Award CertificatePride can be a terrible detriment to leadership when applied personally.  What I mean by this statement is if pride is held within or leaders direct their pride toward themselves, then I submit they will struggle as leaders.  I find that leaders with a large sense of personal pride hold themselves higher than others and are not as willing to selflessly sacrifice for others. In this aspect, personal pride can be equated with arrogance.  It may manifest itself through unyielding ego, or an aura of supremacy. However, this is not the type of pride I want to focus on today – it is pride for others as a leader.

One of the greatest thrills for leaders is to see their team members and their teams succeed. Watching team members grow and be prosperous in their own right is just as or even more satisfying than earning awards or achievements ourselves. For example, my children and my husband worked hard, and all of them earned their next level belt in karate over the weekend.  Though I had nothing directly to do with their accomplishment, I still felt an overwhelming sense of pride for my family.  I was floating on air just as much as they were!  Why?  Again, I had nothing to do with their success directly.  The pride I felt came from watching them succeed.

The flip side is what they felt. I have been the recipient of awards, and that is a different feeling.  There is a sense of accomplishment and of pride, but it is different.  I think it is best to say that particular feeling of pride is tempered with a great deal of humility.  Maybe that is why the feeling of pride as a leader is so much stronger and more powerful – the humility is gone.  I can be as proud as possible and happy for others without having a conflicted heart.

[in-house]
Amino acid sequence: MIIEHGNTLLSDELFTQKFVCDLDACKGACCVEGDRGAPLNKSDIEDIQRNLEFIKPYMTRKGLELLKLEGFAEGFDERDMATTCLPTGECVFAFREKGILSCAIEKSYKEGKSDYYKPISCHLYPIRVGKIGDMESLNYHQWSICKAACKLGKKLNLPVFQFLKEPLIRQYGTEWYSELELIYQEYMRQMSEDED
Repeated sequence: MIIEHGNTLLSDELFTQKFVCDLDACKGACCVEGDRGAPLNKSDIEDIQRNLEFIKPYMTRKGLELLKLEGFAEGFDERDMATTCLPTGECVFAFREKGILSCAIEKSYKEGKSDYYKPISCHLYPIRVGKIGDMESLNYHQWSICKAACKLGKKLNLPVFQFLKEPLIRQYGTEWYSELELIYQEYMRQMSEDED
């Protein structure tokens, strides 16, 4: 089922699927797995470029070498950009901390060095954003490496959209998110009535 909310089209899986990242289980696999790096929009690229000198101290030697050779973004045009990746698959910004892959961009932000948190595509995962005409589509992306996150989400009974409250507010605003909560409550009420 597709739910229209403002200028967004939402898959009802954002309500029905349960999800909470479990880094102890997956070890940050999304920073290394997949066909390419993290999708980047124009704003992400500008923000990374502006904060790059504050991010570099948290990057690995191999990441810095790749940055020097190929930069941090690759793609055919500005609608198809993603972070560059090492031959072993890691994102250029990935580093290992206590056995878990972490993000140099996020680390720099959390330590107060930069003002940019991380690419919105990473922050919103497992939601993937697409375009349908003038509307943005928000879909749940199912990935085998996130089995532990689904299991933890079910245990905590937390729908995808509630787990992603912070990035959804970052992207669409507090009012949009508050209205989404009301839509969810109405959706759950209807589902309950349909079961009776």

Lori Buresh

CEO, The Professional Development Team


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  1. #1 by Gaede, Wayne on April 22, 2013 - 11:45 am

    Hi Lori!

    They all got the next higher belt in karate? That is terrific!!

    I was working at the rental house once again—I took off Thursday and Friday, and we finally got ‘finished’ yesterday evening. I put ‘finished’ in quotes, because the plumbers have at least 2 more days of work, and the electrician has to come back and fix a couple of items on the punch list.

    But the new walls are up and finished, and the kitchen is in.

    I was wiped out every day when I got home, and did not even think of calling or trying to Skype last night. Now I have some time to breathe, I’ll catch up. I am dying to talk with you and the kids! (And Mark, too!)

    BTW—excellent blog!


    Wayne Gaede, CPCM, Fellow
    Sr. Contracts Administrator
    The Boeing Company

    This communication, including any attachments, may contain information that is proprietary or
    confidential to The Boeing Company, and is intended only for the addressee(s).

  2. #2 by diana brown on April 22, 2013 - 3:47 pm

    Lori – Thank you for the leadership observations. I would highly recommend the Robert Greenleaf book: Servant Leadership. Your position would be supported and you will find it to be an incredible ongoing resource. Finally there is much to gained in support of beginning at the start, knowing who we really are, and adding all to this base point discovery.

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